Friday, March 15, 2013

C#/Custom User Controls: AtomSet Utilities

Overview: In a project whose goal is to convert a huge set of international street addresses obtained from hundreds of different sources to the format that is standard for its country, the code we develop at Melissa Data's executes a succession of processing steps. We want to see the effects of our code at each step to ensure it achieves what we expect or what else if not.  The AtomSetUtilities application is the solution I prepared to address this need.

There is an internal class that is the data storage unit for an international address in the sequence of processing steps, AtomSet.  Its data is stored in the raw format in which it was received from our sources in a normalized database, and assigned to the class members during class construction.  Because it concerns approximately 240 different national address formats, the definition of an AtomSet will sometimes change as development work continues, or because national formats vary. Also, the data it contains will require a variable number of entries in its components, so a viewer application must read and present each AtomSet in a dynamic way.

Because there are actually nine different steps in the execution sequence that we want to view I wrote a C# user control that I call the AtomSetViewerUserControl that can be dropped onto a UI area and loaded with whatever dataset is now required. The screenshot below shows one of these user controls containing three dynamically-placed text boxes on the AtomSetUtilities' configuration property page.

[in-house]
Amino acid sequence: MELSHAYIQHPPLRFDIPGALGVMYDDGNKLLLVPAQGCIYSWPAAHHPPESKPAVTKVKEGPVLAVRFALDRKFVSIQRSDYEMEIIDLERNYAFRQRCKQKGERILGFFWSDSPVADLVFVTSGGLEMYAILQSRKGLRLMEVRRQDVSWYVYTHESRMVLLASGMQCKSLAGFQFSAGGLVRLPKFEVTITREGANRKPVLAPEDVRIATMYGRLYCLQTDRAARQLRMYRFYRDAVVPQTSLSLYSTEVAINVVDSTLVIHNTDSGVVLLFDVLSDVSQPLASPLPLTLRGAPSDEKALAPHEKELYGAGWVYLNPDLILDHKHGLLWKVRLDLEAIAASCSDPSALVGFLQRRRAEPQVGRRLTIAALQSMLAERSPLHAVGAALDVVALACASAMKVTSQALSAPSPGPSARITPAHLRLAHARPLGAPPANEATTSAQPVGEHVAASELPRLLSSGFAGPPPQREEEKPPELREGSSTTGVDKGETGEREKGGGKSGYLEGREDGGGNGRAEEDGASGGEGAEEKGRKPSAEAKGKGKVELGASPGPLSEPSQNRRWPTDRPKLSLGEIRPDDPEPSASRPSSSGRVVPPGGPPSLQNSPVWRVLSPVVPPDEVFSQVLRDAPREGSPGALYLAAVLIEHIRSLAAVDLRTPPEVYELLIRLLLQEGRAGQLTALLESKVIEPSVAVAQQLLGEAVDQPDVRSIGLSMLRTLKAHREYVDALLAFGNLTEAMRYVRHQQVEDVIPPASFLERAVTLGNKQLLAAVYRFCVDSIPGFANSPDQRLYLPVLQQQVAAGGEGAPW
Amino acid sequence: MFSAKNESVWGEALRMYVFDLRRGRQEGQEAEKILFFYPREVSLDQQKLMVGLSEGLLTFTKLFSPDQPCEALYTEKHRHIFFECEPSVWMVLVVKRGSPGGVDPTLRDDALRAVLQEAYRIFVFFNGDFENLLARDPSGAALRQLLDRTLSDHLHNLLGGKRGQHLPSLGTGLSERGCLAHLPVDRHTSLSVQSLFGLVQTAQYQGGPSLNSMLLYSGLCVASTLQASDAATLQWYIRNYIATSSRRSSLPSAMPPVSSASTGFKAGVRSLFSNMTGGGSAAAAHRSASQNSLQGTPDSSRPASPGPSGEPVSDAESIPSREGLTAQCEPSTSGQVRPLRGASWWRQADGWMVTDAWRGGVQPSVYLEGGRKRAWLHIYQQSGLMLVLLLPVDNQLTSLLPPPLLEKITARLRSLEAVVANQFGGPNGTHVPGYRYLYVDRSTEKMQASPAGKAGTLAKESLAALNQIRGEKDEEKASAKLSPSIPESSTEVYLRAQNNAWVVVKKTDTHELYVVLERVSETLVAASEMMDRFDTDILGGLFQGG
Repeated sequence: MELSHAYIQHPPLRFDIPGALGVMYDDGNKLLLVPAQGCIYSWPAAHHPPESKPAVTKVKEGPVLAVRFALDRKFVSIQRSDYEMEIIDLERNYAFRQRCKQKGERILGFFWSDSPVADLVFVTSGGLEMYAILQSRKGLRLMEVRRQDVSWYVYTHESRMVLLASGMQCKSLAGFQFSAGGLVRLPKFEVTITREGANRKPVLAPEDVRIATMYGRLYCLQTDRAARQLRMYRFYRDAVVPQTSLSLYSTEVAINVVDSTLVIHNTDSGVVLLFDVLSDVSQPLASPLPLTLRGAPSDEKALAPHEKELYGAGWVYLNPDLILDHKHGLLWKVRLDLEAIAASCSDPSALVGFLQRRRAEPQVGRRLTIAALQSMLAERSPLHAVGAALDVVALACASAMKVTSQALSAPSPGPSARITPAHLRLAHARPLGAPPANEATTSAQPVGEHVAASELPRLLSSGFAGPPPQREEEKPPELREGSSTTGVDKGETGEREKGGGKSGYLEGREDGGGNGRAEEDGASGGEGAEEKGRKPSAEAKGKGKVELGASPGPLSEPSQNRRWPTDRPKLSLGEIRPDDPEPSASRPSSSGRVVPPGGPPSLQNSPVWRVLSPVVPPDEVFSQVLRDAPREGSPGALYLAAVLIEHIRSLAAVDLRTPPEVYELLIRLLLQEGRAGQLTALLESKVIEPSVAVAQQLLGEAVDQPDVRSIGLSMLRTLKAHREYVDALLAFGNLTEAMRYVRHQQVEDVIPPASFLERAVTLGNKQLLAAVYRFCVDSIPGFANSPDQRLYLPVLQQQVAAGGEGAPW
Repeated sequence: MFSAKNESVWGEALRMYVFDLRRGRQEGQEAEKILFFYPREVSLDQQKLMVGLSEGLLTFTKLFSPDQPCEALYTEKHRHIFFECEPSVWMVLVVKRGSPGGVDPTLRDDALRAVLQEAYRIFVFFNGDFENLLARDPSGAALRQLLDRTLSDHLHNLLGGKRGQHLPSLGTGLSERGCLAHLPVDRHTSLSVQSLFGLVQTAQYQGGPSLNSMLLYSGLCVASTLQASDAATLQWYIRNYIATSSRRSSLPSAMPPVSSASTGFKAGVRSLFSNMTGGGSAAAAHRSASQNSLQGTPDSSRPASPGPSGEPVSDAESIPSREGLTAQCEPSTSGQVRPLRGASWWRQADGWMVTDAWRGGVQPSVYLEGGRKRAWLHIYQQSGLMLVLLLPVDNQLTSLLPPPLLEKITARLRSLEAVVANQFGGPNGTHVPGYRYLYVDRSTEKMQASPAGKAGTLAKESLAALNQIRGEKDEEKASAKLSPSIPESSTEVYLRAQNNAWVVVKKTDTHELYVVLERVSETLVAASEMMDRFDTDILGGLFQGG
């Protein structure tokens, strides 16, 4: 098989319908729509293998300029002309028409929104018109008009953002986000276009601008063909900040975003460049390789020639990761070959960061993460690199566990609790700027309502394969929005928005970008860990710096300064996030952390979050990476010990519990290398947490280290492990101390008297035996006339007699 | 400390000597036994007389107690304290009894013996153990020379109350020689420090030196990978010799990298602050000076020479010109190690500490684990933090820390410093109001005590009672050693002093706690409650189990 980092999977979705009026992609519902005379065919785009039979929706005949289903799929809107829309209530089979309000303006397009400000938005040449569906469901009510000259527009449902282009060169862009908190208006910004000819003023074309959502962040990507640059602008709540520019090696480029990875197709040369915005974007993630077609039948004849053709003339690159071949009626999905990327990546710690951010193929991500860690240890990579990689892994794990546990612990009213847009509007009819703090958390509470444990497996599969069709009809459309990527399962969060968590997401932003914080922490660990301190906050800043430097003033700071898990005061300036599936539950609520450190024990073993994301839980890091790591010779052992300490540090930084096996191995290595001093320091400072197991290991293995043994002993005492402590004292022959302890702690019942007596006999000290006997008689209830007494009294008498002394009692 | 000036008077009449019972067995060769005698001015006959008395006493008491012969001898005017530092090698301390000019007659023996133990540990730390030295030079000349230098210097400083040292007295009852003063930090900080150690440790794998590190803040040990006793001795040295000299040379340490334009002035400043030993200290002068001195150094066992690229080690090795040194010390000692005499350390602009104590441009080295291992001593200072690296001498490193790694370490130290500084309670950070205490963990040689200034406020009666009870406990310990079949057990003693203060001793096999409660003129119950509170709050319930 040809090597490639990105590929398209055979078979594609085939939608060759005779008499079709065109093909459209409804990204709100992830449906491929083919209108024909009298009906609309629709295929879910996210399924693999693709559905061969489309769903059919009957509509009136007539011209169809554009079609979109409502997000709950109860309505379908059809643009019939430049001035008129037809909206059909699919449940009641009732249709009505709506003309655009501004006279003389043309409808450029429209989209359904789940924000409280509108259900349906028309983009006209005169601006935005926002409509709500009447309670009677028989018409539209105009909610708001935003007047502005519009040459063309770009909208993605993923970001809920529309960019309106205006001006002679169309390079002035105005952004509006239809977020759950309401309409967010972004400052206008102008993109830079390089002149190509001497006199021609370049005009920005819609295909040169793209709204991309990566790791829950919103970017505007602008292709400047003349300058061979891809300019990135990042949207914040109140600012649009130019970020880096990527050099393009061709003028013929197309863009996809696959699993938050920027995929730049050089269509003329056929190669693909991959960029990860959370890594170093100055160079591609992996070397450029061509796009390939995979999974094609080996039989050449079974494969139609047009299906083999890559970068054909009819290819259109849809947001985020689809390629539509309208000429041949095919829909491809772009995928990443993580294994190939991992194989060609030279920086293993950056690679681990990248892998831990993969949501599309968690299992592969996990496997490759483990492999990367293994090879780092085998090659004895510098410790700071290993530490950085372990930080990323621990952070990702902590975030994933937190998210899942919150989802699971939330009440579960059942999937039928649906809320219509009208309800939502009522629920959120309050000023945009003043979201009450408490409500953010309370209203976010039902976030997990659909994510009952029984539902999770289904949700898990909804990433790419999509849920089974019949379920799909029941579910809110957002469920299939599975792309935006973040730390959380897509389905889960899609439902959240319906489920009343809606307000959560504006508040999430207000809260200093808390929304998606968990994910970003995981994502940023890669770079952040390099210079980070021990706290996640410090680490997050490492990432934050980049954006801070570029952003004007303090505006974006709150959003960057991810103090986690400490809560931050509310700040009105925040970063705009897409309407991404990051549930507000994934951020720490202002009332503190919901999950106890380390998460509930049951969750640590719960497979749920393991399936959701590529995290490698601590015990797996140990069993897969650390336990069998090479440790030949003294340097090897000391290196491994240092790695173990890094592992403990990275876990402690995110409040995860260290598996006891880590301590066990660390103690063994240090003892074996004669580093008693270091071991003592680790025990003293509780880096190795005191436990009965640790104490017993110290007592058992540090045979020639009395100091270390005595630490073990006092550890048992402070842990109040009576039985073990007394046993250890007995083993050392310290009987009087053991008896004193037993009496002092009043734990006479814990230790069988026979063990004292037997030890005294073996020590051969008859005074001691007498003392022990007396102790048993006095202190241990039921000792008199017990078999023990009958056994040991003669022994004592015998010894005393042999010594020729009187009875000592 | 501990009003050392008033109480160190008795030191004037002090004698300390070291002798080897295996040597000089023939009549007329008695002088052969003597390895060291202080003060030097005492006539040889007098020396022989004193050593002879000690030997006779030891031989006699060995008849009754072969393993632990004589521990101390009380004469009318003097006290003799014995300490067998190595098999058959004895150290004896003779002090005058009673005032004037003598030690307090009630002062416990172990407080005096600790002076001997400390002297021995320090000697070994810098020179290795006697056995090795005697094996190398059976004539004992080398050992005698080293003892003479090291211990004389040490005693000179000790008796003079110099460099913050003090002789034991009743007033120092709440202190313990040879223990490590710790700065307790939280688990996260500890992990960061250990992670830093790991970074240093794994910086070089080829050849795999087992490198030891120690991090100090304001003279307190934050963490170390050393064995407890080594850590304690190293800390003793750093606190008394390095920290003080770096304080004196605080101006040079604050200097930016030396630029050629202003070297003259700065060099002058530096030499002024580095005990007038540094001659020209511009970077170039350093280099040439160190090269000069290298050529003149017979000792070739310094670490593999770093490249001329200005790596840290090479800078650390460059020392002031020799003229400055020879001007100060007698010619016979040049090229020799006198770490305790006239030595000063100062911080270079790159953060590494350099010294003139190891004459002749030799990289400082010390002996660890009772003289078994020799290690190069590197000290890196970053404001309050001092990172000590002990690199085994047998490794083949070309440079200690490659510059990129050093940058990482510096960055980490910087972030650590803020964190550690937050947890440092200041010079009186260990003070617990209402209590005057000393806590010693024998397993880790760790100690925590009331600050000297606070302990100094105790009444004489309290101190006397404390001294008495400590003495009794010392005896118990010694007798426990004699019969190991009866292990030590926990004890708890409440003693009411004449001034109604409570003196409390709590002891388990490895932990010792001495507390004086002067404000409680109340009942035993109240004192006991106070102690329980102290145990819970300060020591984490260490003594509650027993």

A particularly interesting feature that I've added, that was not in the original requirements, but which I thought would be helpful for communications between QA and Development is the ability to record and reload a Snapshot.  A Snapshot is a set of data values that are in the AtomSetUtilities' UI at some instant that have been serialized so that running state can be reloaded later.

Here is another property page with evidence of progress after some steps have completed:

Because I have responsibility for the development of 21 different development utility applications that concern similar subject matter I saw several violations of one of my favorite software design rules, the Once and Only Once rule.  That is stated from the hip as, "a rule should be coded once and only once, and any duplication should be eliminated by using a method that can be called from all places where the duplication was".  As I have developed the 21 applications I have prepared and efficiently made use of 23 libraries, among which are these: 1) the viewer described above; 2) the AtomSet used in all 21 applications; 3) a class definition that is displayed in a combobox; 4) a customized file class; 5) A custom file-open dialog containing an MRU list; 6) a international character culture translator; and, 7) a configuration serialization class.

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